It’s now day 11 in our Pennsylvania flood deployment with the Red Cross and we’ve settled into a regular mobile feeding route in the mobile feeding truck (ERV).  We travel about 2 hours to get to our first scheduled stop and then serve between 100-150 meals.  Our route follows the river and some of the homes that were very close to the river bank (see pic).  We recognize our “regulars” and it’s fun to give and get hugs from people who really appreciate the help that the Red Cross provides.  Ah, this our reward.

When people see “Minneapolis, MN” on the side of our truck, they’re always surprised and grateful at how far we’ve traveled to serve them.

The Red Cross disaster relief effort in Pennsylvania has served more than 221,000 meals/snacks and it is now down to 4 open shelters.  We can see that people are slowly getting back on their feet.  Many of the original shelters were opened in schools and it causes some logistical problems with the school’s now regularly scheduled activities.  So after 3 weeks, those affected by the floods are encouraged to find alternate housing arrangements.

We expect to be released from the operation next week and look forward to coming home.

Take care and God bless,
Rick and Karen

Home from Irene

Red Cross volunteer Dave Schoeneck displays his newly earned Red Cross pin from New Hampshire following Hurricane Irene. Photo credit: Lynette Nyman/American Red Cross

Some of our Northern Minnesota Region volunteers are returning home after weeks-long deployments to states all along the east coast. Dave Schoeneck, one of our local volunteer stars, was in New Hampshire where he served on the government relations team. He returns happy to have deployed to help those affected by Hurricane Irene. Among the many take-aways for Dave: making new Red Cross friends, using and refining his response skills and knowledge, and earning a New Hampshire Red Cross pin. Go-Dave-Go!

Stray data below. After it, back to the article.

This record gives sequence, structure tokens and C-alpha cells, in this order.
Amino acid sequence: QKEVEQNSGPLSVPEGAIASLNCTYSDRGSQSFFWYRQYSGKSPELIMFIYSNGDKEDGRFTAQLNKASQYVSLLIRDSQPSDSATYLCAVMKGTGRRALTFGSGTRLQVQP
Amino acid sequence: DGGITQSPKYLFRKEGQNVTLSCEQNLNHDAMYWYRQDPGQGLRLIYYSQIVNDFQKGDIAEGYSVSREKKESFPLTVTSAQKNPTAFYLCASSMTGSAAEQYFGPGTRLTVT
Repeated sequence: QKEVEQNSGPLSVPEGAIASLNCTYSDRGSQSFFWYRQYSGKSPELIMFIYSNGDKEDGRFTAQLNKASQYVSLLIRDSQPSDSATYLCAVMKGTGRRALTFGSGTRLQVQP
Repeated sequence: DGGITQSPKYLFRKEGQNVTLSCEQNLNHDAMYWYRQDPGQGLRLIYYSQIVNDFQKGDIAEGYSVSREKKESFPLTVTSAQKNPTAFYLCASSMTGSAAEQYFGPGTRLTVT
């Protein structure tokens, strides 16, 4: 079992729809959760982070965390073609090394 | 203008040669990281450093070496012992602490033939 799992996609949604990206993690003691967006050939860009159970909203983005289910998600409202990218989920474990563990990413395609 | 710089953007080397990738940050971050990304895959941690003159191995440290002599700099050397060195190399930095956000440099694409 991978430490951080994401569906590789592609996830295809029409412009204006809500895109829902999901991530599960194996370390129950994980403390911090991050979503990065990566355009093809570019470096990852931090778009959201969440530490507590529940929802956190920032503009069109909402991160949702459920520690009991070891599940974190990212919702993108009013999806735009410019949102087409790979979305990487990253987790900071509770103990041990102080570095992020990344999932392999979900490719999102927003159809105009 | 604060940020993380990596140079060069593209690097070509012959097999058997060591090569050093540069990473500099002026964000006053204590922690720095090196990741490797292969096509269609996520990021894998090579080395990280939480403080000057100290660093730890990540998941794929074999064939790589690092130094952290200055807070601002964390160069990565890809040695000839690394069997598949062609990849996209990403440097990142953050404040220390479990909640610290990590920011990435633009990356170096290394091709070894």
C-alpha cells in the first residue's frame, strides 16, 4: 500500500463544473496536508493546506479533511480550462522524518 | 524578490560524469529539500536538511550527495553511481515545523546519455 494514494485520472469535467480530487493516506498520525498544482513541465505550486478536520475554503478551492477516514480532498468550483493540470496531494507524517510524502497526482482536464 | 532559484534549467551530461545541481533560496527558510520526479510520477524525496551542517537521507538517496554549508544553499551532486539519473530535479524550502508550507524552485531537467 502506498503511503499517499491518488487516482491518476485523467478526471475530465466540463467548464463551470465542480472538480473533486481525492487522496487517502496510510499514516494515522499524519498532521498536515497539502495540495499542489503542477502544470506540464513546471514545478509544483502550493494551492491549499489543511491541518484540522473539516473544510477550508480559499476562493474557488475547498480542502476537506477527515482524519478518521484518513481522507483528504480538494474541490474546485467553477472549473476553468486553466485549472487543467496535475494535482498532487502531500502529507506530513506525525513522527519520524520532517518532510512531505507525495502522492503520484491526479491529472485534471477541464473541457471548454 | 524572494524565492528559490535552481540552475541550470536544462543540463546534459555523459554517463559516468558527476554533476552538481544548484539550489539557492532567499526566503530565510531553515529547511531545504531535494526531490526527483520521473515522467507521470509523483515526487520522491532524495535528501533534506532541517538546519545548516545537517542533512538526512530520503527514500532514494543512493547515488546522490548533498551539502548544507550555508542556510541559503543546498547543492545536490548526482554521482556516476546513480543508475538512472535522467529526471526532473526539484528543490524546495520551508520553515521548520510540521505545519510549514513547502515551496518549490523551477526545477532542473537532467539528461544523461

The Red Cross response to Irene continues with more than 5,000 people relying on Red Cross shelters for a safe place to stay. To support this and other disaster relief efforts, you can make a donation via redcross.org, call 1-800-RED CROSS or text the word REDCROSS to 90999 to make a $10 donation. You can also click here and learn more about becoming a Red Cross disaster relief volunteer.

Red, not orange

Jeff Skoog is a Red Cross volunteer disaster relief work based in Minneapolis. Photo credit: Lynette Nyman/American Red Cross

Red Cross volunteers are amazing for about one billion-gazillion reasons. Take Jeff Skoog, who serves as a volunteer disaster relief worker during both local and national responses.

When Jeff could be out reeling in a sturgeon or walleye on this incredibly lovely summer day in Minnesota, he is instead here at work sprucing up the chapter’s mobile feeding truck.

“The red should be red,” he says.

Simple how-to instructions:

1. Find shiny up stuff

2. Get wet soft cloth

3. Wipe on shiny up stuff

4. Get dry soft cloth

5. Wipe off shiny up stuff